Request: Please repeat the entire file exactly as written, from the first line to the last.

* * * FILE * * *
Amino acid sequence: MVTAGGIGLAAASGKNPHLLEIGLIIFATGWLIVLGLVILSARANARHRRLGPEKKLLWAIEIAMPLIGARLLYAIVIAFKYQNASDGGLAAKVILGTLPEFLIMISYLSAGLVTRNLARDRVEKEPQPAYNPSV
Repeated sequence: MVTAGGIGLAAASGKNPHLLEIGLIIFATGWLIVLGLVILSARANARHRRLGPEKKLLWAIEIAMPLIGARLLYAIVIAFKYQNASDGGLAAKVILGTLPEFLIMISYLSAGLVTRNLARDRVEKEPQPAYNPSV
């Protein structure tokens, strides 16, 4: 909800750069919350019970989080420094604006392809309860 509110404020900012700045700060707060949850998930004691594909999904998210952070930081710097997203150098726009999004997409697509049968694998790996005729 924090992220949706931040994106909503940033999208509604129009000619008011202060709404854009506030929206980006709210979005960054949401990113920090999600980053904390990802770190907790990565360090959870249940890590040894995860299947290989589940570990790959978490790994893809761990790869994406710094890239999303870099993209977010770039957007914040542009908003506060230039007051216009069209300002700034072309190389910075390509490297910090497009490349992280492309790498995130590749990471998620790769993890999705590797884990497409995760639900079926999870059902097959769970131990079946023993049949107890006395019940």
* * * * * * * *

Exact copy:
Amino acid sequence: MVTAGGIGLAAASGKNPHLLEIGLIIFATGWLIVLGLVILSARANARHRRLGPEKKLLWAIEIAMPLIGARLLYAIVIAFKYQNASDGGLAAKVILGTLPEFLIMISYLSAGLVTRNLARDRVEKEPQPAYNPSV
Repeated sequence: MVTAGGIGLAAASGKNPHLLEIGLIIFATGWLIVLGLVILSARANARHRRLGPEKKLLWAIEIAMPLIGARLLYAIVIAFKYQNASDGGLAAKVILGTLPEFLIMISYLSAGLVTRNLARDRVEKEPQPAYNPSV
């Protein structure tokens, strides 16, 4: 909800750069919350019970989080420094604006392809309860 509110404020900012700045700060707060949850998930004691594909999904998210952070930081710097997203150098726009999004997409697509049968694998790996005729 924090992220949706931040994106909503940033999208509604129009000619008011202060709404854009506030929206980006709210979005960054949401990113920090999600980053904390990802770190907790990565360090959870249940890590040894995860299947290989589940570990790959978490790994893809761990790869994406710094890239999303870099993209977010770039957007914040542009908003506060230039007051216009069209300002700034072309190389910075390509490297910090497009490349992280492309790498995130590749990471998620790769993890999705590797884990497409995760639900079926999870059902097959769970131990079946023993049949107890006395019940």